There are several reasons why you may want to change the aspect ratio of your TV, and yet it is not always obvious how it is done. That’s especially true on modern TVs where the TV seems to decide the aspect ratio for itself. If your TV is not auto-correcting to the most desirable aspect ratio, this article will explain how to do it manually.
What Is an Aspect Ratio and How to Work It Out
The aspect ratio on your TV is all about image height and width. It consists of two numbers separated by a colon. Working it out is easy. For example, if the aspect ratio is 4:3, then you would divide the horizontal length of the image by four, and then multiply that number by three to come up with the height of the picture.
If the image were twenty inches wide, then you divide that by four, which is five. Then it is five multiplied by three to get the height. In this case, it’s fifteen inches.
An aspect ratio doesn’t tell you the size of an image; it only gives you the relationship between the horizontal and vertical lengths. For example, your 4:3 aspect ratio could be in cm, inches, or even in meters if needs be.
Why Would You Want to Change the Aspect Ratio on a Modern TV?
There are more reasons than are first apparent. For example, if you have been downloading digital versions of The Simpsons, some seasons look better in the 4:3 aspect ratio rather than a widescreen 16:9. The Disney+ channel have started broadcasting in 4:3 for the Simpsons rather than the regular 16:9 because of people complaining that 16:9 ratio was breaking The Simpsons jokes.
There are also other movies and TV shows that utilize a taller image. For example, the first Jurassic Park movie utilized 4:3 to create shots where dinosaurs were panned from foot to face. Every pixel of the 4:3 screen was used vertically, and they did a great job of creating a scale. When watching the film in 16:9, it looks a lot less impressive.
How to Change Your Aspect Ratio
If the picture doesn’t look right, if some parts of the image seem cropped, or if some parts look stretched, you can try changing the aspect ratio using this method.
- Press the “Menu” button that is usually near the top of your VIZIO remote.
- Navigate to the setting called “System” and press “OK.”
- Find the setting called “Aspect Ratio” and press “OK” on it.
- Choose an option to try it out.
The options at your disposal will differ depending upon the type of TV you have. Some of the VIZIO TVs have a zoom function. It cycles through the aspect ratios over and over again until you settle on one.
Some VIZIO TVs have a setting that says “Normal.” That means that the TV is playing the video in its original format. There may also be the “Wide” option, where the TV changes your picture to a 16:9 aspect ratio.
The Source Device May Have an Impact
Let’s assume that the picture you are getting on your TV is at the correct aspect ratio. In other words, let’s say the raw source is accurate, but the picture looks funky. So, you go into your VIZIO settings and see that the TV is playing the movie or TV show as “Normal,” which means that it doesn’t apply any additional aspect ratio settings. What could be the cause?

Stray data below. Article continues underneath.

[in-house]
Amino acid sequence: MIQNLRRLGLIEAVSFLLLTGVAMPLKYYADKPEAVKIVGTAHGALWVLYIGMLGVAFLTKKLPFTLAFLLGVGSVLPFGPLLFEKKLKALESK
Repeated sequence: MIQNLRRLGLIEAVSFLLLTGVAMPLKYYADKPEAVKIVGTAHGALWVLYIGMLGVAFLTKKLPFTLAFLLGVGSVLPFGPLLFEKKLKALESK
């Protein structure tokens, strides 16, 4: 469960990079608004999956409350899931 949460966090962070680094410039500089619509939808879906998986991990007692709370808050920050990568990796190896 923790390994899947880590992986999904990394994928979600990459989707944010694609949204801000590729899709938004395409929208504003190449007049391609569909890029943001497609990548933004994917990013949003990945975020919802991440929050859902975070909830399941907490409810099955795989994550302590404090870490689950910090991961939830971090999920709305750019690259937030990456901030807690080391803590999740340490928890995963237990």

There are two other possibilities, and the first is that the raw source is wrong. For example, if you have a video that you altered and you put it on a hard drive to watch on your TV, you may have accidentally set its aspect ratio to 1.85:1, and now it looks a bit weird. Or, it may be that the streaming service is sending the source material at the wrong aspect ratio.
The device or app sending the source material may be at fault. The TV may be OK, and the source material may be at the right aspect ratio, but the thing sending the source material to your TV may be wrong. In some cases, it may be that the app you are using needs aspect-ratio adjustments. Or, maybe your Blu Ray player needs them.
In short, there are times when it is not your TV’s fault; it could be the source material’s fault. Sometimes, it could be the fault of whatever device/software/stream is sending the image.
Bars, Cutting or Stretching
Your TV will stretch the image, will add bars, or cut parts of it. With the Disney+ Simpsons example from earlier, the picture was being cut at the top. It means that the TV adjusted the image to fit the width of the screen.
The TV could have added bars instead. It sometimes happens when you change the aspect ratio. Sometimes, instead of cutting, it adds bars to take up the extra space on the sides.
Stretching is simple. You take the corners of the image and place them in the corners of the screen.
If you were to play 4:3 source material on a 16:9 widescreen TV, then the image would look warped.
Final Thought – Sometimes Changing the Aspect Ratio Is Not Possible
The Disney+ problem is a perfect example of how there are times when you cannot change the aspect ratio because your TV is not to blame. People watching the Simpsons on Disney+ in the past were changing their aspect ratios on their TVs and were still seeing a clipped image.
Remember that if you change your TV’s aspect ratio and the problem persists, then look at the source material or the device/app that is sending the material.
Can you change your aspect ratio? Do you know any other shows spoiled by incorrect aspect ratios? Let us know in the comments.